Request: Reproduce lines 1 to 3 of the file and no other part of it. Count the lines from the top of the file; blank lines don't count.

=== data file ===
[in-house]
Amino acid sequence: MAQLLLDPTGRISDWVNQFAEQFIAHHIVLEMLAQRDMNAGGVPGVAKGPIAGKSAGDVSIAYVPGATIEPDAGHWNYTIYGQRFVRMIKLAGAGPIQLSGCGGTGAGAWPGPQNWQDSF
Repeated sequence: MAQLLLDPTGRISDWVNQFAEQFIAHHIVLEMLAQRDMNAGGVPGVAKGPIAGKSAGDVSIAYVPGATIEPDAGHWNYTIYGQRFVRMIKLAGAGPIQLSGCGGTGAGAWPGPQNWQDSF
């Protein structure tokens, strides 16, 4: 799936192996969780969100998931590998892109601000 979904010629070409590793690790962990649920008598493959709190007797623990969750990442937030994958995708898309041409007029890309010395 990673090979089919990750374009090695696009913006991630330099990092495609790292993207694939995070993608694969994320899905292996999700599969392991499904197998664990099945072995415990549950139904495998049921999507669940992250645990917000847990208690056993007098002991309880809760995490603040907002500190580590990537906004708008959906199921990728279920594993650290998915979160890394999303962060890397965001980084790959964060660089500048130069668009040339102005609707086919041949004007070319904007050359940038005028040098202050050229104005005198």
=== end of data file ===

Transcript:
[in-house]
Amino acid sequence: MAQLLLDPTGRISDWVNQFAEQFIAHHIVLEMLAQRDMNAGGVPGVAKGPIAGKSAGDVSIAYVPGATIEPDAGHWNYTIYGQRFVRMIKLAGAGPIQLSGCGGTGAGAWPGPQNWQDSF
Repeated sequence: MAQLLLDPTGRISDWVNQFAEQFIAHHIVLEMLAQRDMNAGGVPGVAKGPIAGKSAGDVSIAYVPGATIEPDAGHWNYTIYGQRFVRMIKLAGAGPIQLSGCGGTGAGAWPGPQNWQDSF